Far Cry 5’s skill system wasn’t near deep enough for it to really be meaningful, but for a full-fledged RPG, it could give players the ability to get game-changing skills early and maybe reduce the siloed min-maxing that turns me off a lot of MMO and loot games.


#8

This is kind of why Metroid was created. They wanted to implement RPG systems in to an action game, but didn’t want stats or experience points or anything like that. So, instead, they just gave the player a dozen or so different pieces of gear, each tied to a new ability.


#9

I agree with this: if loot doesn’t provide “better stuff”, then the only things it can provide are “more options for stuff”, or “cosmetic stuff”.
And it seems like “increased flexibility” is the thing here - maybe you could have drops for loot which even allows you to be more flexible (guns which take more mods than the starting gun etc); but have the non-meta drops, the mods themselves, be all balanced to be the same “level” as the starting weapon. (Which is going to be hard, because balance here depends also on people’s personal preferences for particular styles of play.)


#10

Warframe is somewhat a version of what has been suggested. New frames just create new types of play but not always better more effective ways. Outside Mods which make the numbers go up. However I can see a full retail priced game finding it hard to sell you have to grind for characters classes.


#11

Here’s what I consider the pillars of loot-game appeal:

  • Highly repeatable content, a game you might play forever
  • Long-term progression: as you play, you accomplish things that change the overall state of the game
  • Items that are exciting to find because they substantially change how you play in the short term

That’s a roguelite, y’all! (Thinking of Binding of Isaac and Dead Cells especially.) By taking away all your stuff after each round, these games give you the quintessential “ooh, that’s great for my build” loot-drop experience repeatedly with the same loot. And long-term unlocks in that style of game mostly expand possibilities rather than power. Stat climb is entirely confined to each relatively brief play-through.


#12

As people have repeatedly mention, roguelikes are basically exactly this. I think there is probably more design space in non-roguelike games for a broader variety of effects, though, if one is willing to create enough variety in effects.

To go to card games for an easy example, you can create cards which give benefits when they’re discarded greater than when they’re played. Slay the Spire has these for the green character. What Slay the Spire cannot really have due to being run-based are cards whose only effect is to discard your other cards, with no other upside. The use-case is too narrow to be justifiable in a game where you can’t hold on to it. But design space for things like that - purely negative on their own, but powerful in combination with specific other options - would be available in a game where you’re constantly collecting loot, and any “bad” gear is an opportunity to try out a different playstyle later on.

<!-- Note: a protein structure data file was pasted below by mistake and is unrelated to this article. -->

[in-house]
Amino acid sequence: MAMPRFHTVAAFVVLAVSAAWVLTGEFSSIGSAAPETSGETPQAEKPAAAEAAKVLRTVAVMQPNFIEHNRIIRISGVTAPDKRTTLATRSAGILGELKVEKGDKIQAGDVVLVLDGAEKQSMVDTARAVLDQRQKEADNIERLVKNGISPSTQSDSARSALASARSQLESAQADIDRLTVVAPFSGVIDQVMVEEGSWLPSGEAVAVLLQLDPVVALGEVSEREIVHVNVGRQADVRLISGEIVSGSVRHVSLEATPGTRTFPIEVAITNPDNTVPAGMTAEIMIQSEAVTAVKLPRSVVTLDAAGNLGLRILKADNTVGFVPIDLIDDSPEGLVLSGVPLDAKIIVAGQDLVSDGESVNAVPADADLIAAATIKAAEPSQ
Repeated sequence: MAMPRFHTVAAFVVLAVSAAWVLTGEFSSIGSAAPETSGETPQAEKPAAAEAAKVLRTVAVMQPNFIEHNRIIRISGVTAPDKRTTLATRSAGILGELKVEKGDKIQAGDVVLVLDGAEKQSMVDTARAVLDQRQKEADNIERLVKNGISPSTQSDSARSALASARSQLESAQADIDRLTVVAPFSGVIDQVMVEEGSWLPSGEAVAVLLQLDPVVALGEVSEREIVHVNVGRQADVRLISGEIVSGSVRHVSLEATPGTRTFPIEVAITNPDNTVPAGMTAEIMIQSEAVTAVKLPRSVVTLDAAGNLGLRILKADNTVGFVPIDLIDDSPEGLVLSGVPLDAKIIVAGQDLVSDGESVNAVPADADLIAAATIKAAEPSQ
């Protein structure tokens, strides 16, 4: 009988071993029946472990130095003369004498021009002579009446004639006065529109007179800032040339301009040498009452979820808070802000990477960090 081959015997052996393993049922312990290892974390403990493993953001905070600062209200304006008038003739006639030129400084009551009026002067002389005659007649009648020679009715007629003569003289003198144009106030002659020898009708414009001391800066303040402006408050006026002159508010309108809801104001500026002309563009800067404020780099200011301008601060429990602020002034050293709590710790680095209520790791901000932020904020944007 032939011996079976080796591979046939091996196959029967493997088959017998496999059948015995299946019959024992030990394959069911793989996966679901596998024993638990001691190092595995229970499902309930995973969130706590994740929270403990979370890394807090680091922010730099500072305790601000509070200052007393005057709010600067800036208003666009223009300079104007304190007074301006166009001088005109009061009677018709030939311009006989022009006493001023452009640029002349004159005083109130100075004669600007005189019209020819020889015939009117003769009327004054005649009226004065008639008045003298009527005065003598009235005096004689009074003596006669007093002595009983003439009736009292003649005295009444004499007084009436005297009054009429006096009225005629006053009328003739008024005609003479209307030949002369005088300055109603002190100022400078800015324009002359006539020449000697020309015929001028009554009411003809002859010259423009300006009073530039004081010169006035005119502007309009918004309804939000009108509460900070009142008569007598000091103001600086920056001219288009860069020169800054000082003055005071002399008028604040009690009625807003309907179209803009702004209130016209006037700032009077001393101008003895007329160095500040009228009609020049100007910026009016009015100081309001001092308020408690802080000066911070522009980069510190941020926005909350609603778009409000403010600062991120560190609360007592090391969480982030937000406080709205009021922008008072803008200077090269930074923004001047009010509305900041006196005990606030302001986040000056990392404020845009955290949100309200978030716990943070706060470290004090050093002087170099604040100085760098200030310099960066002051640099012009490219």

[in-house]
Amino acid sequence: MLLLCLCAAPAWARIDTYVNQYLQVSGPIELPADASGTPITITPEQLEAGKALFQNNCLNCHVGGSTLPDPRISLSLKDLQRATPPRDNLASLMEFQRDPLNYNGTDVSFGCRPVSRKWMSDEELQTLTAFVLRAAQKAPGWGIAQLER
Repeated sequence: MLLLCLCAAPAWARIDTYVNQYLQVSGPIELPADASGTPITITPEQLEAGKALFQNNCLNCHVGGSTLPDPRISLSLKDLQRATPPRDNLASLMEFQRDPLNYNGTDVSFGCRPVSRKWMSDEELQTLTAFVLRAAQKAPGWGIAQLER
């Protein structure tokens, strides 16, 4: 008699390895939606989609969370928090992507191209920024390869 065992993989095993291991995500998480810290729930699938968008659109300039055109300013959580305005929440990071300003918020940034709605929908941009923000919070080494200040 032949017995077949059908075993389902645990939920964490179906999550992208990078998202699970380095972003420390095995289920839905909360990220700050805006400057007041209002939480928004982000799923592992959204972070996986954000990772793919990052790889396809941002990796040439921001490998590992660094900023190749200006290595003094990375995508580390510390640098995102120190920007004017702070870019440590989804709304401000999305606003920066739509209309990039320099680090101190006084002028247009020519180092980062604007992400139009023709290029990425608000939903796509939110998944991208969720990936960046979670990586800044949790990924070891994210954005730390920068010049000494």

#13

I feel like if you implement a system that relies on leveling, then allocating stats with attribute points each level (e.g. the sphere grid, move trees), then use the loot purely for glamour purposes, you could probably keep the interest alive long enough. I’ve always been iffy about the concept of cosmetics having no effect on game play, because you’d be surprised how much just looking cool will affect people’s willingness to play a game. Loot boxes in Overwatch offer the player nothing of real value, but damn if that Equalizer skin doesn’t look cool.


#14

I always thought those loot-check type fights were frustrating in MMOs (mostly Vanilla WoW for me), but now I realize how that was a good way to get players to revisit older content in some cases for a more tangible reason than they do in the more recent expansions. Having the lower level dungeons randomly having a random piece of resistance gear made it an easy run (and to potentially run it with lower level players, helping them out if you wanted).


#15

I would just make L4D3 but throughout the levels you can rummage around to find new clothing.

I’m being serious as well, just look at the L4D2 workshop. It’s clear all everyone wants is more levels + cosmetics either for characters or alternate weapon skins and the setting of those games justifies perfectly for why you would find them.

Killing Floor 2 did it and it works fairly okay in that. I just don’t really like the gameplay loop of KF2.